By Iain Blair
The acclaimed indie auteur Jeff Nichols made his debut in 2007 with Shotgun Stories, a revenge tale full of menace and foreboding. He followed that up with 2011’s Take Shelter, another dark tale that danced around themes of love, madness and the apocalypse. Then came 2012’s Mud, a coming-of-age story starring Matthew McConaughey as a fugitive.
Now, after those three ultra-low-budget films, the writer/director has upped the ante with an ambitious new film, the smart sci-fi thriller Midnight Special. A provocative film, as supernatural as it is intimately human, it follows a father, Roy (Michael Shannon), who goes on the run to protect his young son, Alton (Jaeden Lieberher), a boy with mysterious powers (cue the VFX!) that even Roy himself cannot comprehend. And what starts as a race from religious extremists and local law enforcement quickly escalates to a nationwide manhunt involving the highest levels of the federal government.
I recently spoke with Nichols about making the film.
What kind of film did you have in mind when you started out?
A sci-fi chase movie, but I knew going in that that would only get me so far, and that at some point this ridiculous concept — and we’ve all seen that construct before — would have to attach itself to my life in a very personal way in order to make it through the whole process. That’s when my sci-fi chase movie became a metaphor for my relationship with my son.
So, it’s fair to say that the themes of family and light and darkness are central to the film?
How hard is it for you to decide how much to give away and how much to leave ambiguous and unspoken in a film like this?
It’s easy and quite natural for me. This is my fourth film and I started to make aesthetic rules for myself — for better or worse — as a writer and that took care of a lot of stuff about ambiguity. A lot of it’s pragmatism in writing. Dialogue reveals character, and these people don’t talk about certain things because that would just sound stupid. So a lot is left unsaid. These people behave this way and speak this way because of who they are. So part of it is that and part of it is the mechanics.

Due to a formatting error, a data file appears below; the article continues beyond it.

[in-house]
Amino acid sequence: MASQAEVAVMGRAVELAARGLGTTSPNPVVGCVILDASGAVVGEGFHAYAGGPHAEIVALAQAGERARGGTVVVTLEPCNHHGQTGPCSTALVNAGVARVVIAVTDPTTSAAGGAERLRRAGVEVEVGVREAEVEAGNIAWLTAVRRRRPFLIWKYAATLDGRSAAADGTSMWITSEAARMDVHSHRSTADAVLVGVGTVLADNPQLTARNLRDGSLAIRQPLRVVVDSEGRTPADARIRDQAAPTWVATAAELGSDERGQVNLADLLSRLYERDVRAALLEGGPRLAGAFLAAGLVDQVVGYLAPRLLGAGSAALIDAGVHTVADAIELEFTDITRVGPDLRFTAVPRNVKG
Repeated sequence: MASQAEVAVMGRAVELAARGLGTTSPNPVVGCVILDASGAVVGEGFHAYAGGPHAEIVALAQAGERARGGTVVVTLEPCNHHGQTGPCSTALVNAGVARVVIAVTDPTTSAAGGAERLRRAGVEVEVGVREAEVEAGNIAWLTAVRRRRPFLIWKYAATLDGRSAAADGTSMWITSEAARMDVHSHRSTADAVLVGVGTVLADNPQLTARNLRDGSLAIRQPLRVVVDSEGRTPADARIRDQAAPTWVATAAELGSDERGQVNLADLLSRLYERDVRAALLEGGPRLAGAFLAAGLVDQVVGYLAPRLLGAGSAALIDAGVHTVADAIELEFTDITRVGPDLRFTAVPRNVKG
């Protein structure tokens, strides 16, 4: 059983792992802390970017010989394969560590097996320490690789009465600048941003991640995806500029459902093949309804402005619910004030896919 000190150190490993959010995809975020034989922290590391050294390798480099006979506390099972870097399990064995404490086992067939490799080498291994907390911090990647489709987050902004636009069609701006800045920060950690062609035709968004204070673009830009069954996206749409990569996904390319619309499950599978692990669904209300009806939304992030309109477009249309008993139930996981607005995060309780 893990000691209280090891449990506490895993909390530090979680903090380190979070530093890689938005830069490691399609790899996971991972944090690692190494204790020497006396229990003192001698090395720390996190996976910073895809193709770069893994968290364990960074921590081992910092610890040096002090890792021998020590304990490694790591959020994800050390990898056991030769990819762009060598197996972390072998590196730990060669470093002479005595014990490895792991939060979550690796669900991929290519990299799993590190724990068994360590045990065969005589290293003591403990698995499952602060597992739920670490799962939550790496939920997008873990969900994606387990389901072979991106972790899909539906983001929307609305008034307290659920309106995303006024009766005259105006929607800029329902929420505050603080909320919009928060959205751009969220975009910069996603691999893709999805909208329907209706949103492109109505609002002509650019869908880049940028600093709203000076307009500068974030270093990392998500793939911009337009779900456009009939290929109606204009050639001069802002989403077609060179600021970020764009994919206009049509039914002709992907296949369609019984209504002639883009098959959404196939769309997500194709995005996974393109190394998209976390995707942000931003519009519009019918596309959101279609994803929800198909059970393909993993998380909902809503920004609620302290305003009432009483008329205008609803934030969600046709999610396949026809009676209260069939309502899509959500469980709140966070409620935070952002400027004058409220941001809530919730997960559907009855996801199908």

That can be painful in that I would have written these tremendous back stories for these characters, and sometimes you desperately want audiences to know about all that stuff, because it will help them understand the characters better. But I still had that nagging rule — I can’t let them talk and explain things they already know, and make the actors say lines that they know aren’t organic to their behavior at that moment.
The film was shot by your usual cinematographer Adam Stone, who shot Mud and Take Shelter. What did he bring to the mix?
We shot on film and talked a lot about using natural light. Since we shot a lot at night, the use of light was crucial. In Mud I was trying to get over my fear of moving the camera; I overcame it, but I hadn’t come to grips with my fears about light and the fact that film just falls apart in very low light. So we knew we would have to use lights and make them mimic real light. We had to really think hard about light sources in each scene, and Adam did an amazing job. He has this incredible natural eye, and I rely completely on him and his skill. If you gave me a camera and a film magazine, I wouldn’t know what to do with it.
Do you like the post process?
I do, a lot, but this was a very grueling post. But it’s fun as the whole thing starts to come together, and the plan you came up with by yourself in a room at the script stage starts to pay off —especially if you’re given the time and budget on set to execute that plan.
Where did you post?